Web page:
Conventional approaches to strategic planning are no longer relevant in the complex and uncertain environment we live and work in today.
Dr. Norman Chorn, a consultant, researcher and visiting academic with a background in both economics and behavioural science told a recent Gordon Institute of Business Science (GIBS) forum event that as the world moves towards a complex system, the relationship between cause and effect has deteriorated.
“Conventional economic theory and policy don’t work anymore because we often produce unintended consequences as a result of a particular policy move. In reality, as we stand in the present, we don’t only face one future but multiple futures.”
Strategy amid uncertainty
Advances in the understanding of cognitive functioning have the ability to enhance individual and organisational strategic thinking and decision-making in today’s uncertain world.
“Our environment today is both complex and uncertain. These conditions demand the very best strategic thinking in order to navigate the way ahead. In complex systems, one cause can create multiple effects. It is no longer possible to simply use lessons learnt in one system and apply it to another as complex systems behave in unexpected ways. Benchmarking is therefore of limited use in such a system.”
The challenge when setting strategy in an uncertain environment is the need to understand that the future isn’t a direct projection of the present, but rather that we are faced with multiple futures due to the sheer amount of variables, Chorn explained.
“Creating strategy by setting objectives and then milestones to achieve these is problematic, as you have already made assumptions,” he added.
The human brain is a complex system, he continued, and by appreciating how the brain works we can use this insight to understand our complex environment and greatly enhance strategic thinking.
Enhancing strategic decision making
The prefrontal cortex and limbic systems are the two major decision making centres in the brain. The prefrontal cortex is responsible for considered, careful analysis is more deliberate and has a purposeful focus on understanding multiple perspectives. It is more strategic and systems orientated.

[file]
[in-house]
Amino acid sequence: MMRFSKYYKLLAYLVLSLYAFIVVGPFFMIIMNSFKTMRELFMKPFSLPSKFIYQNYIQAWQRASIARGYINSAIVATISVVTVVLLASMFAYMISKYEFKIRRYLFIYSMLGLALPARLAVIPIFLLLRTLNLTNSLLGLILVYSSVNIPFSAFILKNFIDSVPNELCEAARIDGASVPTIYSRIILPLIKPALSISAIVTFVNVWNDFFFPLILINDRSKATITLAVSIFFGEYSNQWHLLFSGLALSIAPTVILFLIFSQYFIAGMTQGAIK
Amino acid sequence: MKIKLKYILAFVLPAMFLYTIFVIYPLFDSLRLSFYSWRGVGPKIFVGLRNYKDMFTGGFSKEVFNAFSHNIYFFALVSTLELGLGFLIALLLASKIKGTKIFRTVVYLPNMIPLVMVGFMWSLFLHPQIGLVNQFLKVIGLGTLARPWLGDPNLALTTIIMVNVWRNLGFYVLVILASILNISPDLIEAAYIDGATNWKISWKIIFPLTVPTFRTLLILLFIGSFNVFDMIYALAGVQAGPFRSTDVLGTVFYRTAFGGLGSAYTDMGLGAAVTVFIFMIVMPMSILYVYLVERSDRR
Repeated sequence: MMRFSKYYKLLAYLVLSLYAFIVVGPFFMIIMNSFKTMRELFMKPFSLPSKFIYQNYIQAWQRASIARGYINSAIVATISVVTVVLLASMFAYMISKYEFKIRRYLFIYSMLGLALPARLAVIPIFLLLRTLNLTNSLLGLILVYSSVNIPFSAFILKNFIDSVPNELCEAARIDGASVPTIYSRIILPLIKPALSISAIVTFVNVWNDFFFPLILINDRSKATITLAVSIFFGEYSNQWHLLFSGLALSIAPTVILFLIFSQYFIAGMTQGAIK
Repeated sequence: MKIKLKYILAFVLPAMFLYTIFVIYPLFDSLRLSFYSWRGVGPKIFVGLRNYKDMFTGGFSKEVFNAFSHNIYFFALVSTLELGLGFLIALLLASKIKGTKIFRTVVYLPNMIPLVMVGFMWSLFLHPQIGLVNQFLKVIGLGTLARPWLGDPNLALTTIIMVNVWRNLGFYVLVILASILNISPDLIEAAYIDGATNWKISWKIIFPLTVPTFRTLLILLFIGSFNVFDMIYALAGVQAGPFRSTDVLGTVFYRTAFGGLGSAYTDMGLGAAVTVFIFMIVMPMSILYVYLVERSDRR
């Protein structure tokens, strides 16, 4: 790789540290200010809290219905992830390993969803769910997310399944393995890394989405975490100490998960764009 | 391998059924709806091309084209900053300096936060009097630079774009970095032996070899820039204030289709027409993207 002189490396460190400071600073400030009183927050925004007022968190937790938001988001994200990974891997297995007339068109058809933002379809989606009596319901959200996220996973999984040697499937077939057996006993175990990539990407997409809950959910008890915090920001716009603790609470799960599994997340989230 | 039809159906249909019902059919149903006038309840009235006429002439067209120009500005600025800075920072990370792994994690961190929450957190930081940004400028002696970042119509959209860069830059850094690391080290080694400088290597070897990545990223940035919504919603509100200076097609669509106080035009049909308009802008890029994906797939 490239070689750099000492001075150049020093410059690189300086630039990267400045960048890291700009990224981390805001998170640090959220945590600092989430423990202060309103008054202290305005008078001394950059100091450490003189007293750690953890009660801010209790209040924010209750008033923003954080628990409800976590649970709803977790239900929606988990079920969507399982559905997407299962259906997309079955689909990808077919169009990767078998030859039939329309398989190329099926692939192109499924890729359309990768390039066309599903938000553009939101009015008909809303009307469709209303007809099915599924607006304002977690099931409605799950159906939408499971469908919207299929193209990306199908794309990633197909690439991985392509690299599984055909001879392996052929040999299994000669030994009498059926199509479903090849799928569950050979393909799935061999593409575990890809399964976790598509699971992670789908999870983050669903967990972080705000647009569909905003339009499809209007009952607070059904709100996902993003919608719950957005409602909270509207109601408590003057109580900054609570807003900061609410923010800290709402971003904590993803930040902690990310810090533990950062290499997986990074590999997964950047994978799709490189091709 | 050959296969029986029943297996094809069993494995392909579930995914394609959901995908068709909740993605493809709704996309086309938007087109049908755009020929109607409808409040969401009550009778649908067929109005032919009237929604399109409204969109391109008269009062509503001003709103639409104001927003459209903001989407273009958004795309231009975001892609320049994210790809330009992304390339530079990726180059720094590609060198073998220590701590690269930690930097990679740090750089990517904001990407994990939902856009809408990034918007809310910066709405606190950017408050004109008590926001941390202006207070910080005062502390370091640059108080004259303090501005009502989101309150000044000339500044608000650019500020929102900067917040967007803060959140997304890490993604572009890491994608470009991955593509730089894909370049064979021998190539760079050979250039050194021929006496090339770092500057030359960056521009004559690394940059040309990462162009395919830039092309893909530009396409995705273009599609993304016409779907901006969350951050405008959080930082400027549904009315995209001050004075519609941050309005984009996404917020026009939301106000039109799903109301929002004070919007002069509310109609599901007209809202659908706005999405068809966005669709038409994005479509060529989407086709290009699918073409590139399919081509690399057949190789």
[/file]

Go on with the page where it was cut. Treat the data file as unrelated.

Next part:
The limbic system is more reactive, binary and risk-averse. “This system takes over when you are highly stressed, overwhelmed, tired and hungry. We sometimes use the limbic pathway too much as it is faster and uses less energy, and it is often our default mode,” Chorn said. “Humans alone have the ability to pause between stimulus and response and decide whether to follow a reflective or reflexive course of action.”
The strategic thinking process consists of three elements:
• Initial analysis, which asks ‘What is going on?’’
• The insight phase, asking ‘What does this mean?’
• The second analysis phase, which determines the future course of action.
“Reactive systems use previously learnt behavior and miss out on insight.
Complex situations with multiple stakeholders and multiple outcomes require strategic insight and an innovative approach,” Chorn said. “This requires the need to recombine information until you have a deep and sudden ‘knowing.’ This sudden insight creates a new neural pathway.”
Achieving insight requires individuals to distance themselves from the noise and ‘go inwards.’
Chorn said that while a lot of organisations pride themselves in describing their culture as responsive, action orientated and fast-moving, this was actually driving the chance of strategic thought out of the organisation. “Back to back meetings, strategy sessions at 5 ‘o clock on a Friday afternoon, those things just don’t work. You have to slow down and reduce the operating tempo in the business if you want to encourage more strategic thought and action,” he explained.
Creating the right conditions for effective strategic decision-making means removing yourself from the situation, taking time to reflect and meditate in order to achieve a state of mindfulness.
“Multitasking is a myth as cognitive capacity is reduced when we try and focus on more than one thing at a time. Maximise your cognitive capacity – the brain is not a computer and cannot work continuously. You need a break to refresh your perspective.” Chorn recommends reducing the sense of overwhelm the brain experiences from multiple sources of distraction and focusing on one task at a time.
Effective strategic decision-making requires focus on the process, not the outcome, and to stay in the present. “Use all available resources for analysis and insight and optimise your vantage point by considering the same situation from various viewpoints: What you see on the mountain depends on where you stand.”
In the case of complex, overwhelming challenges, Chorn said it is necessary to have absolute faith that the non-conscious part of the brain is working to find a solution. “Your brain is continuously working, but you have to step away to allow it to do its work.”
To facilitate this process, he advised sleeping a minimum of seven hours a night. Sufficient sleep consolidates learning and facilitates better communication between neurons. “The power of positive self-talk can break the cycle of stress. Even altering your posture sends positive messages to the brain. Sleep, stress and negativity are all very closely related.”